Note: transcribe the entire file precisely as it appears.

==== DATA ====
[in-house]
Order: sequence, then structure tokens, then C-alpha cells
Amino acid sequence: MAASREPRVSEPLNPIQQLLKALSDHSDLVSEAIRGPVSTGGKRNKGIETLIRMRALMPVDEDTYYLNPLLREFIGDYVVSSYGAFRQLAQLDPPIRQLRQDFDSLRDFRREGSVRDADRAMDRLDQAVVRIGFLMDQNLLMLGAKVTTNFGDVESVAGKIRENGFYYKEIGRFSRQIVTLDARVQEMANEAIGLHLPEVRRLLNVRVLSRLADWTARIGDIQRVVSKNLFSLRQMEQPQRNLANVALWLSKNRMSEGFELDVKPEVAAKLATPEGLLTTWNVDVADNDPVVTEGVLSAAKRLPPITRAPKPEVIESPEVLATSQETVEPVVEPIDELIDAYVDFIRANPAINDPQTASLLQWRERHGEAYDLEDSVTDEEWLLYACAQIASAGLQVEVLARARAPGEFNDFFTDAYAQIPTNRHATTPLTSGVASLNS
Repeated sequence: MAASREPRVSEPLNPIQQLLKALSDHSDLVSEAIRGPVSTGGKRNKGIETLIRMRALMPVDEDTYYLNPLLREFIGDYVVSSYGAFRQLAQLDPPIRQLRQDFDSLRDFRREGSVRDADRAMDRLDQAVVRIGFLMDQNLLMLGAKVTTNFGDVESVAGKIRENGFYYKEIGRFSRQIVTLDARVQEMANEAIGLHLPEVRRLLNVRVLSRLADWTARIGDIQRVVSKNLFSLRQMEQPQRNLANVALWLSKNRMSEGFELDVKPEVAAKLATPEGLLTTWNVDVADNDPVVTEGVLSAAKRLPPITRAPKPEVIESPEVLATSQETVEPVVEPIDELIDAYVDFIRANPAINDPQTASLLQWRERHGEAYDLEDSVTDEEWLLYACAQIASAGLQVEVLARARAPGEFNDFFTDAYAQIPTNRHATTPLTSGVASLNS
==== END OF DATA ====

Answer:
[in-house]
Order: sequence, then structure tokens, then C-alpha cells
Amino acid sequence: MAASREPRVSEPLNPIQQLLKALSDHSDLVSEAIRGPVSTGGKRNKGIETLIRMRALMPVDEDTYYLNPLLREFIGDYVVSSYGAFRQLAQLDPPIRQLRQDFDSLRDFRREGSVRDADRAMDRLDQAVVRIGFLMDQNLLMLGAKVTTNFGDVESVAGKIRENGFYYKEIGRFSRQIVTLDARVQEMANEAIGLHLPEVRRLLNVRVLSRLADWTARIGDIQRVVSKNLFSLRQMEQPQRNLANVALWLSKNRMSEGFELDVKPEVAAKLATPEGLLTTWNVDVADNDPVVTEGVLSAAKRLPPITRAPKPEVIESPEVLATSQETVEPVVEPIDELIDAYVDFIRANPAINDPQTASLLQWRERHGEAYDLEDSVTDEEWLLYACAQIASAGLQVEVLARARAPGEFNDFFTDAYAQIPTNRHATTPLTSGVASLNS
Repeated sequence: MAASREPRVSEPLNPIQQLLKALSDHSDLVSEAIRGPVSTGGKRNKGIETLIRMRALMPVDEDTYYLNPLLREFIGDYVVSSYGAFRQLAQLDPPIRQLRQDFDSLRDFRREGSVRDADRAMDRLDQAVVRIGFLMDQNLLMLGAKVTTNFGDVESVAGKIRENGFYYKEIGRFSRQIVTLDARVQEMANEAIGLHLPEVRRLLNVRVLSRLADWTARIGDIQRVVSKNLFSLRQMEQPQRNLANVALWLSKNRMSEGFELDVKPEVAAKLATPEGLLTTWNVDVADNDPVVTEGVLSAAKRLPPITRAPKPEVIESPEVLATSQETVEPVVEPIDELIDAYVDFIRANPAINDPQTASLLQWRERHGEAYDLEDSVTDEEWLLYACAQIASAGLQVEVLARARAPGEFNDFFTDAYAQIPTNRHATTPLTSGVASLNS